Date of Award


Document Type


Degree Name

Master of Science in Engineering Management


Department of Systems Engineering and Management

First Advisor

Peter P. Feng, PhD.


Assessing the effectiveness of humanitarian assistance and foreign aid has presented a challenge to personnel tasked with these operations. Answering the question "are we winning hearts and minds" has similarly eluded military personnel in Iraq and Afghanistan. This research presents a review of humanitarian assistance and foreign aid conducted by the U.S. government and literature on U.S. military doctrine regarding humanitarian assistance and infrastructure investment. The research builds upon expectancy disconfirmation theory to determine the strongest predictors of citizen satisfaction with government services. Case study data was collected in Belize before and after a U.S. military humanitarian and civil assistance construction project was executed, and this data was analyzed using an expectancy theory model. The results indicate that the model using performance, disconfirmation, and an interaction effect of both explains 56% of the variation in citizen satisfaction and proposes a predictive model of citizen satisfaction. This article proposes further research with improvement to the survey methods and instrument; it also discusses how the model may not account for an unmeasured variable. Further research is also suggested to determine the relationship of time and location on a citizen's satisfaction rating when considering the impact of a humanitarian project.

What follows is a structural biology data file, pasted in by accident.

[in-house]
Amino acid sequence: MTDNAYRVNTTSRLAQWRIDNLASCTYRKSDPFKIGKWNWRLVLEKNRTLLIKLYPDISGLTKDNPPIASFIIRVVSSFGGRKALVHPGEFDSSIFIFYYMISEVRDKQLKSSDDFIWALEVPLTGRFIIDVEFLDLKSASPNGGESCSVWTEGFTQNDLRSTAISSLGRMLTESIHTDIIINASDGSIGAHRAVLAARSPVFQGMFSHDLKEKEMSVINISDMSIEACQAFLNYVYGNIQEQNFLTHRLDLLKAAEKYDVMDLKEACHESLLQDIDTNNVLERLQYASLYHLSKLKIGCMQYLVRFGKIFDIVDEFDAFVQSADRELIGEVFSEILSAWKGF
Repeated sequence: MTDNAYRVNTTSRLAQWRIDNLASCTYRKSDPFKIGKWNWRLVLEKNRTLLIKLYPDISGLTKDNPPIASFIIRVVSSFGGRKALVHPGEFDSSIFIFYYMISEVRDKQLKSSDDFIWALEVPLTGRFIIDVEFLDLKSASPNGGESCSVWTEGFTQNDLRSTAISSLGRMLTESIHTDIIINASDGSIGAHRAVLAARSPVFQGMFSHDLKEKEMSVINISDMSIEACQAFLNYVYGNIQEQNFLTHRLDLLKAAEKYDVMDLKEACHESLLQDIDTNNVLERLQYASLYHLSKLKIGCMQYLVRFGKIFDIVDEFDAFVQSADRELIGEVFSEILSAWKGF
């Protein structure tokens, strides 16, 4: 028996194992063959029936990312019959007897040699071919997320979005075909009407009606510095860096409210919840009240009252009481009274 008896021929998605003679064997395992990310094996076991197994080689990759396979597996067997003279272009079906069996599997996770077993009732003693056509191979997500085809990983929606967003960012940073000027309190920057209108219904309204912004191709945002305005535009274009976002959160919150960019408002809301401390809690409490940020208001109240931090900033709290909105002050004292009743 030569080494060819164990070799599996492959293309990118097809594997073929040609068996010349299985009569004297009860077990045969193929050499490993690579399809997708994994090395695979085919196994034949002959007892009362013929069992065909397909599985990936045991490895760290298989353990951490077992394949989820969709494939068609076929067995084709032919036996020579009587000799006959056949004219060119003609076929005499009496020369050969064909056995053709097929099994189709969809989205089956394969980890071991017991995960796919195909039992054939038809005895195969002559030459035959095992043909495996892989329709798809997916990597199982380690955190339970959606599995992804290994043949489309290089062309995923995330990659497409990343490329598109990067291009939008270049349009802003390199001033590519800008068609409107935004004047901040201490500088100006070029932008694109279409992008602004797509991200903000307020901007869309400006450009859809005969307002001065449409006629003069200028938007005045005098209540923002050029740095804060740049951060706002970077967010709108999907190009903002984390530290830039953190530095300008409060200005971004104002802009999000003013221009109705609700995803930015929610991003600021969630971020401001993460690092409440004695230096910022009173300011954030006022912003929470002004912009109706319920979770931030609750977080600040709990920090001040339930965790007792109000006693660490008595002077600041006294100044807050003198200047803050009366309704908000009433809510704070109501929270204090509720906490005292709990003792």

AFIT Designator


DTIC Accession Number